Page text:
Author Topic: Why certainty about God is overrated  (Read 363 times)

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Offline Jetavan

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Why certainty about God is overrated
« on: August 30, 2011, 08:28:38 AM »
"Sure, he is a world-class physicist and is one of the world's leading voices regarding the relationship between science and faith. And sure, he mathematically explained the existence of quarks and gluons, got his Ph.D. in physics from Cambridge University, was knighted by the Queen for his efforts to develop ethical research standards for England's scientists, is a member of the Royal Society, was president of Queens' College, won the Templeton Prize, and wrote more than 30 books on the relationship between science and faith. But he doesn't really know anything.
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Likewise, Polkinghorne doesn't know for sure that there is a God. And yet, when he was at the top of his game in physics at Cambridge in 1979, he left the laboratory studying one unseen reality for the seminary to study another unseen reality. He became a priest in the Anglican Church. In addition to believing that quarks exist, he believes in a God who is driven by love to continuously create a world that is beautiful. For him, the theories that have God in them work. But he doesn't really know for sure. And he's OK with that."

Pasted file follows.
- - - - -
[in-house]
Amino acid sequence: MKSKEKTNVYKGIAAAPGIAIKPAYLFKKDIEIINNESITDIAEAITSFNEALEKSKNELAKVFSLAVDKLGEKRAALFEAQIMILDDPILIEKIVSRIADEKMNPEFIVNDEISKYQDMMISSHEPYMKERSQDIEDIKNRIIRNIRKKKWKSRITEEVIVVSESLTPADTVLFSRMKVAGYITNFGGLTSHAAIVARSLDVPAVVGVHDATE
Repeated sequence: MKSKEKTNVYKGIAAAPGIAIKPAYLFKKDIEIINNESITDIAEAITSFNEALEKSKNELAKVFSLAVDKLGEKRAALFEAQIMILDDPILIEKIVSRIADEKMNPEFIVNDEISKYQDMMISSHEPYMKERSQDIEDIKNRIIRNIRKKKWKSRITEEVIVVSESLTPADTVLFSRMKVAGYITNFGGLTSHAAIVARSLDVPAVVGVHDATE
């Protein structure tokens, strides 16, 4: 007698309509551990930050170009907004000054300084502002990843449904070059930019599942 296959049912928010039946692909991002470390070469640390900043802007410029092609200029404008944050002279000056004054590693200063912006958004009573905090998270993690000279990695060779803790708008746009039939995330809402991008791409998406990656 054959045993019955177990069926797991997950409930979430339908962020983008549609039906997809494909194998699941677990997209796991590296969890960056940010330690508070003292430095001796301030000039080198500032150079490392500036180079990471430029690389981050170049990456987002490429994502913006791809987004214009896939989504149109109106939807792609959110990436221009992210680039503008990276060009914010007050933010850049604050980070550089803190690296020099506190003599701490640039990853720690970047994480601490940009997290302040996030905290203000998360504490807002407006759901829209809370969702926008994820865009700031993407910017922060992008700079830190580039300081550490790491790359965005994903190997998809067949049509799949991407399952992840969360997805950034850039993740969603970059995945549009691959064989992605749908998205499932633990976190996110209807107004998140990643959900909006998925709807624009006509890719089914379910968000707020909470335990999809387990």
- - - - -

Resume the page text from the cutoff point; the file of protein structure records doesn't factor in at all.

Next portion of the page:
Epistemological humility: Who woulda thunk?
« Last Edit: August 30, 2011, 08:30:02 AM by Jetavan »
If you will, you can become all flame.
Extra caritatem nulla salus.
In order to become whole, take the "I" out of "holiness".
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"Those who say religion has nothing to do with politics do not know what religion is." -- Mohandas Gandhi
Y dduw bo'r diolch.

Offline Manalive

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Re: Why certainty about God is overrated
« Reply #1 on: August 30, 2011, 09:12:45 AM »
Interesting article! Thanks for the post. It's refreshing to here someone say there is no complete objectivity in science!
"Lay hold of the pathway... rugged and narrow as it is."- St. John Chrystostom